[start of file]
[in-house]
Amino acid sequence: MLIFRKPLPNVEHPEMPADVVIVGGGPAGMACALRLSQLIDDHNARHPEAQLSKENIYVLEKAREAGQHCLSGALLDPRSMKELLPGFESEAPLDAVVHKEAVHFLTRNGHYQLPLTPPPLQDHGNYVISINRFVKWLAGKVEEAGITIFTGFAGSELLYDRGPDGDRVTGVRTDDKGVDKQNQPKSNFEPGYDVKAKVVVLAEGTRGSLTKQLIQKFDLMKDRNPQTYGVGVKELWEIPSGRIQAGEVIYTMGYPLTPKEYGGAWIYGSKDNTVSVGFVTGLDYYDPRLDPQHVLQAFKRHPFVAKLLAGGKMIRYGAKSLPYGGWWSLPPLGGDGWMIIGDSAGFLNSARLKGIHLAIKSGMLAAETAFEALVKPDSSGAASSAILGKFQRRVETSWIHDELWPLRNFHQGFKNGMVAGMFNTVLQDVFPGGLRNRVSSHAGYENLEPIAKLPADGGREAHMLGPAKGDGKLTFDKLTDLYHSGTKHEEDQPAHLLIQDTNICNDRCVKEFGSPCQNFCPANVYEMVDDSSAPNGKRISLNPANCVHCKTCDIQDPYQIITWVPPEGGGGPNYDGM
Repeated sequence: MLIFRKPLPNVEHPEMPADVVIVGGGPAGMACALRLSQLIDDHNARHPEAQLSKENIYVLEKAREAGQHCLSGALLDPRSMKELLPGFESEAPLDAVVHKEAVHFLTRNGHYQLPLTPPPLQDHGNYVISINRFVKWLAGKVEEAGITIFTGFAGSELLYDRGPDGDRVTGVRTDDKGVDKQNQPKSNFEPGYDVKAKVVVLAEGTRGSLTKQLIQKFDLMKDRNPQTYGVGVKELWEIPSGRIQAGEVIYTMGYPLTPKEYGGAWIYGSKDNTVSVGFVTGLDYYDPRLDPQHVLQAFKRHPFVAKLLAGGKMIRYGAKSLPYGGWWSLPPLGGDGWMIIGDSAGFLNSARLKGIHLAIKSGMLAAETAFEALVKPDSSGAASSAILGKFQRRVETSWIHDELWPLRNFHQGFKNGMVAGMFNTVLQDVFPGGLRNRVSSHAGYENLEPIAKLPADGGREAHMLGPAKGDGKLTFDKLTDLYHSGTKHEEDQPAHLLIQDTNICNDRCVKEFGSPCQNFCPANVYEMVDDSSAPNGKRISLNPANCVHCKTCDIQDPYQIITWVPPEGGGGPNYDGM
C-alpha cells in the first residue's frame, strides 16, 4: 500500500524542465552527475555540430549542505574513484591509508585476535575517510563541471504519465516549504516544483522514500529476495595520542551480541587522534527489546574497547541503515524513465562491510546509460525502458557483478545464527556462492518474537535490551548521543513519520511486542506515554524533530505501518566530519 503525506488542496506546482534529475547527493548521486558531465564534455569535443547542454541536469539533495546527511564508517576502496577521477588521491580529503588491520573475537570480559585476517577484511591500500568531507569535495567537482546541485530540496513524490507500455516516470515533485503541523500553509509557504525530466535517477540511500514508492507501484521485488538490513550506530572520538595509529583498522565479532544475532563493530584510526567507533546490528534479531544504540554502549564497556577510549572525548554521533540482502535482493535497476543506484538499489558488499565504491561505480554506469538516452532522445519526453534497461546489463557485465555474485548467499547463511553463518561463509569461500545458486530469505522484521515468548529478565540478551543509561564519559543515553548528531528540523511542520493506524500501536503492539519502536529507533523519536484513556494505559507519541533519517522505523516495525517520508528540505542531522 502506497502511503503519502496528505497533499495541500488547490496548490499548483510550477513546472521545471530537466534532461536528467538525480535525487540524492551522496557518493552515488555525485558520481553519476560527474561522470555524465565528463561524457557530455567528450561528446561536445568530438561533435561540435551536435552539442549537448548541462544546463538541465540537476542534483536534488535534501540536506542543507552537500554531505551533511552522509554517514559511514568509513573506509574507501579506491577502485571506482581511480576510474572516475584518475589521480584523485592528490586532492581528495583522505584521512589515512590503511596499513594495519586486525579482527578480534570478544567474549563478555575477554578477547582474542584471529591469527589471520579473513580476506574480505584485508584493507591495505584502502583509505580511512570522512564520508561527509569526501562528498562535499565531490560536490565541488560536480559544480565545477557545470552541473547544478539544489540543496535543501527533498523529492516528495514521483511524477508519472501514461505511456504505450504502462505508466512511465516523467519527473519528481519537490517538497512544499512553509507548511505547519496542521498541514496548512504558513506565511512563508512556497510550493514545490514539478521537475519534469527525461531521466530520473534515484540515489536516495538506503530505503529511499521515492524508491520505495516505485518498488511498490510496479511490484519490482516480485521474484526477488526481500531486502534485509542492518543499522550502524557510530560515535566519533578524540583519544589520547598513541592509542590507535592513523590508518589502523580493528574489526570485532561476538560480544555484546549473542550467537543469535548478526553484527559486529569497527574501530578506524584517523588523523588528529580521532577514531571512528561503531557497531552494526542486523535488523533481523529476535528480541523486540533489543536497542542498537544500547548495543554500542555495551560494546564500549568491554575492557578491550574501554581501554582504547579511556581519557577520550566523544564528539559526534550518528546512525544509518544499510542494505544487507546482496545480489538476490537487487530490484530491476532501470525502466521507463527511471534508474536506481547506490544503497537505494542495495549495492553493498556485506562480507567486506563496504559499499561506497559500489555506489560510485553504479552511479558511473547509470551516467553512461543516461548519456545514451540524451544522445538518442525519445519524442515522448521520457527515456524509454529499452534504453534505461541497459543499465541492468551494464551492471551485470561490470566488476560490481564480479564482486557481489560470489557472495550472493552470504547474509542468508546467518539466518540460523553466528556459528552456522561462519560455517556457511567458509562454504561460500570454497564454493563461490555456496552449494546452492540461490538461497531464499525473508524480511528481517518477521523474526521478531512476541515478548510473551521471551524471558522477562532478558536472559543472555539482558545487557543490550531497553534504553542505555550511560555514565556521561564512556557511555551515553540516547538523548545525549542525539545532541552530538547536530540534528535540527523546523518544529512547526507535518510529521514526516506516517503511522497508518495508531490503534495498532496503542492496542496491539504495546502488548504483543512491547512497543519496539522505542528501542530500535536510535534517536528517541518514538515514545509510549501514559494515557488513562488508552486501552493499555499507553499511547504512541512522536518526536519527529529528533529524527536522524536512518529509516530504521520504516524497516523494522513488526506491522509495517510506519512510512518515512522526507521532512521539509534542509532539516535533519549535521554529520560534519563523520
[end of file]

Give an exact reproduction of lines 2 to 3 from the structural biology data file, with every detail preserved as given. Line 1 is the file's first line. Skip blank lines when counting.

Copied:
Amino acid sequence: MLIFRKPLPNVEHPEMPADVVIVGGGPAGMACALRLSQLIDDHNARHPEAQLSKENIYVLEKAREAGQHCLSGALLDPRSMKELLPGFESEAPLDAVVHKEAVHFLTRNGHYQLPLTPPPLQDHGNYVISINRFVKWLAGKVEEAGITIFTGFAGSELLYDRGPDGDRVTGVRTDDKGVDKQNQPKSNFEPGYDVKAKVVVLAEGTRGSLTKQLIQKFDLMKDRNPQTYGVGVKELWEIPSGRIQAGEVIYTMGYPLTPKEYGGAWIYGSKDNTVSVGFVTGLDYYDPRLDPQHVLQAFKRHPFVAKLLAGGKMIRYGAKSLPYGGWWSLPPLGGDGWMIIGDSAGFLNSARLKGIHLAIKSGMLAAETAFEALVKPDSSGAASSAILGKFQRRVETSWIHDELWPLRNFHQGFKNGMVAGMFNTVLQDVFPGGLRNRVSSHAGYENLEPIAKLPADGGREAHMLGPAKGDGKLTFDKLTDLYHSGTKHEEDQPAHLLIQDTNICNDRCVKEFGSPCQNFCPANVYEMVDDSSAPNGKRISLNPANCVHCKTCDIQDPYQIITWVPPEGGGGPNYDGM
Repeated sequence: MLIFRKPLPNVEHPEMPADVVIVGGGPAGMACALRLSQLIDDHNARHPEAQLSKENIYVLEKAREAGQHCLSGALLDPRSMKELLPGFESEAPLDAVVHKEAVHFLTRNGHYQLPLTPPPLQDHGNYVISINRFVKWLAGKVEEAGITIFTGFAGSELLYDRGPDGDRVTGVRTDDKGVDKQNQPKSNFEPGYDVKAKVVVLAEGTRGSLTKQLIQKFDLMKDRNPQTYGVGVKELWEIPSGRIQAGEVIYTMGYPLTPKEYGGAWIYGSKDNTVSVGFVTGLDYYDPRLDPQHVLQAFKRHPFVAKLLAGGKMIRYGAKSLPYGGWWSLPPLGGDGWMIIGDSAGFLNSARLKGIHLAIKSGMLAAETAFEALVKPDSSGAASSAILGKFQRRVETSWIHDELWPLRNFHQGFKNGMVAGMFNTVLQDVFPGGLRNRVSSHAGYENLEPIAKLPADGGREAHMLGPAKGDGKLTFDKLTDLYHSGTKHEEDQPAHLLIQDTNICNDRCVKEFGSPCQNFCPANVYEMVDDSSAPNGKRISLNPANCVHCKTCDIQDPYQIITWVPPEGGGGPNYDGM